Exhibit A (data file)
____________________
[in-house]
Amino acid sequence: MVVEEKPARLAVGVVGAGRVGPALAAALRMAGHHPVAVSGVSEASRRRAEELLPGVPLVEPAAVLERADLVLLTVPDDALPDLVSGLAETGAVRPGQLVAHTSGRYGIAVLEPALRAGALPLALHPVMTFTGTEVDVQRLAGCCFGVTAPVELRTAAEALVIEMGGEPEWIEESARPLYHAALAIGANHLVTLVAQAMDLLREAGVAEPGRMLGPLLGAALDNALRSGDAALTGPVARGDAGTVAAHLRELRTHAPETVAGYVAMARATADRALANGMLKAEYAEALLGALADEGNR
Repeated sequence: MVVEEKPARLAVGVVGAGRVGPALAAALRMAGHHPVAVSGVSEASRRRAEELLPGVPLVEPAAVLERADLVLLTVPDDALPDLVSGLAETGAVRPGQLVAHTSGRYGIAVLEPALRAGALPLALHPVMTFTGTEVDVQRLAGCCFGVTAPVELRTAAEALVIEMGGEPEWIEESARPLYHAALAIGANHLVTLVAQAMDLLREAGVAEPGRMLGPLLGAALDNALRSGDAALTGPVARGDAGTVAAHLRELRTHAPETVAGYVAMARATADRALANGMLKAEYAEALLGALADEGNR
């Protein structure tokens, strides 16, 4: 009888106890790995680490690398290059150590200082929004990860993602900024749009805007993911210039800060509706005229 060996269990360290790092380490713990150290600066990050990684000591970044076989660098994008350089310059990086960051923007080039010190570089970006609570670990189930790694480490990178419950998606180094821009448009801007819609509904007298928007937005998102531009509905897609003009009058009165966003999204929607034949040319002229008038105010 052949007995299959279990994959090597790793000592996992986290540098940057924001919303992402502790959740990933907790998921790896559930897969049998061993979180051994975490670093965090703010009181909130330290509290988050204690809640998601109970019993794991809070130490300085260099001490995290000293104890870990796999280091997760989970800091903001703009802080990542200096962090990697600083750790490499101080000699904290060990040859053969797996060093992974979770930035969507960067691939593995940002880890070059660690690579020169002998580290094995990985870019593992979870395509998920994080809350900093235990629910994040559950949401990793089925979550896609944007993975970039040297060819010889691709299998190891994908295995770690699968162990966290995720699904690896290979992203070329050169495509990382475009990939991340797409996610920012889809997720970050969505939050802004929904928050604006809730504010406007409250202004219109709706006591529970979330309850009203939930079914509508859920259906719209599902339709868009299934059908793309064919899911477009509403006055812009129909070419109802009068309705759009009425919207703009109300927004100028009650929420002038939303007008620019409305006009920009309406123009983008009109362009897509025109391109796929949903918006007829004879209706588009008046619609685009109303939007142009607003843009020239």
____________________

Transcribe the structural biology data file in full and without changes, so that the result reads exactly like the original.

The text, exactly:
[in-house]
Amino acid sequence: MVVEEKPARLAVGVVGAGRVGPALAAALRMAGHHPVAVSGVSEASRRRAEELLPGVPLVEPAAVLERADLVLLTVPDDALPDLVSGLAETGAVRPGQLVAHTSGRYGIAVLEPALRAGALPLALHPVMTFTGTEVDVQRLAGCCFGVTAPVELRTAAEALVIEMGGEPEWIEESARPLYHAALAIGANHLVTLVAQAMDLLREAGVAEPGRMLGPLLGAALDNALRSGDAALTGPVARGDAGTVAAHLRELRTHAPETVAGYVAMARATADRALANGMLKAEYAEALLGALADEGNR
Repeated sequence: MVVEEKPARLAVGVVGAGRVGPALAAALRMAGHHPVAVSGVSEASRRRAEELLPGVPLVEPAAVLERADLVLLTVPDDALPDLVSGLAETGAVRPGQLVAHTSGRYGIAVLEPALRAGALPLALHPVMTFTGTEVDVQRLAGCCFGVTAPVELRTAAEALVIEMGGEPEWIEESARPLYHAALAIGANHLVTLVAQAMDLLREAGVAEPGRMLGPLLGAALDNALRSGDAALTGPVARGDAGTVAAHLRELRTHAPETVAGYVAMARATADRALANGMLKAEYAEALLGALADEGNR
């Protein structure tokens, strides 16, 4: 009888106890790995680490690398290059150590200082929004990860993602900024749009805007993911210039800060509706005229 060996269990360290790092380490713990150290600066990050990684000591970044076989660098994008350089310059990086960051923007080039010190570089970006609570670990189930790694480490990178419950998606180094821009448009801007819609509904007298928007937005998102531009509905897609003009009058009165966003999204929607034949040319002229008038105010 052949007995299959279990994959090597790793000592996992986290540098940057924001919303992402502790959740990933907790998921790896559930897969049998061993979180051994975490670093965090703010009181909130330290509290988050204690809640998601109970019993794991809070130490300085260099001490995290000293104890870990796999280091997760989970800091903001703009802080990542200096962090990697600083750790490499101080000699904290060990040859053969797996060093992974979770930035969507960067691939593995940002880890070059660690690579020169002998580290094995990985870019593992979870395509998920994080809350900093235990629910994040559950949401990793089925979550896609944007993975970039040297060819010889691709299998190891994908295995770690699968162990966290995720699904690896290979992203070329050169495509990382475009990939991340797409996610920012889809997720970050969505939050802004929904928050604006809730504010406007409250202004219109709706006591529970979330309850009203939930079914509508859920259906719209599902339709868009299934059908793309064919899911477009509403006055812009129909070419109802009068309705759009009425919207703009109300927004100028009650929420002038939303007008620019409305006009920009309406123009983008009109362009897509025109391109796929949903918006007829004879209706588009008046619609685009109303939007142009607003843009020239």